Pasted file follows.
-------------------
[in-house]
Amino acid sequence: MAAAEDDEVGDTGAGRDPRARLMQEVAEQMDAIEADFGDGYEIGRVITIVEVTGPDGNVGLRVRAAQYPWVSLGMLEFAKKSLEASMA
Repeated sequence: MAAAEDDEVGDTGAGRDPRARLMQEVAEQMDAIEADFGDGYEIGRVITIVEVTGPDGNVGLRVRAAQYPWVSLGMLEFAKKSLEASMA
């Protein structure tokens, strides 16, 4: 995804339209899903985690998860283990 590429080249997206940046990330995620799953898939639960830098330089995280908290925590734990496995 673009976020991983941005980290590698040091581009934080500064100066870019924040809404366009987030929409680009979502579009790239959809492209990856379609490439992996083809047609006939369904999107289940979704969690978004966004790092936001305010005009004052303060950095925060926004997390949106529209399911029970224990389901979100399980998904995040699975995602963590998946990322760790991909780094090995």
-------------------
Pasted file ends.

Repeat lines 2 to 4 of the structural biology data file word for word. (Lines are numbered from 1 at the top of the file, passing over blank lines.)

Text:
Amino acid sequence: MAAAEDDEVGDTGAGRDPRARLMQEVAEQMDAIEADFGDGYEIGRVITIVEVTGPDGNVGLRVRAAQYPWVSLGMLEFAKKSLEASMA
Repeated sequence: MAAAEDDEVGDTGAGRDPRARLMQEVAEQMDAIEADFGDGYEIGRVITIVEVTGPDGNVGLRVRAAQYPWVSLGMLEFAKKSLEASMA
């Protein structure tokens, strides 16, 4: 995804339209899903985690998860283990 590429080249997206940046990330995620799953898939639960830098330089995280908290925590734990496995 673009976020991983941005980290590698040091581009934080500064100066870019924040809404366009987030929409680009979502579009790239959809492209990856379609490439992996083809047609006939369904999107289940979704969690978004966004790092936001305010005009004052303060950095925060926004997390949106529209399911029970224990389901979100399980998904995040699975995602963590998946990322760790991909780094090995």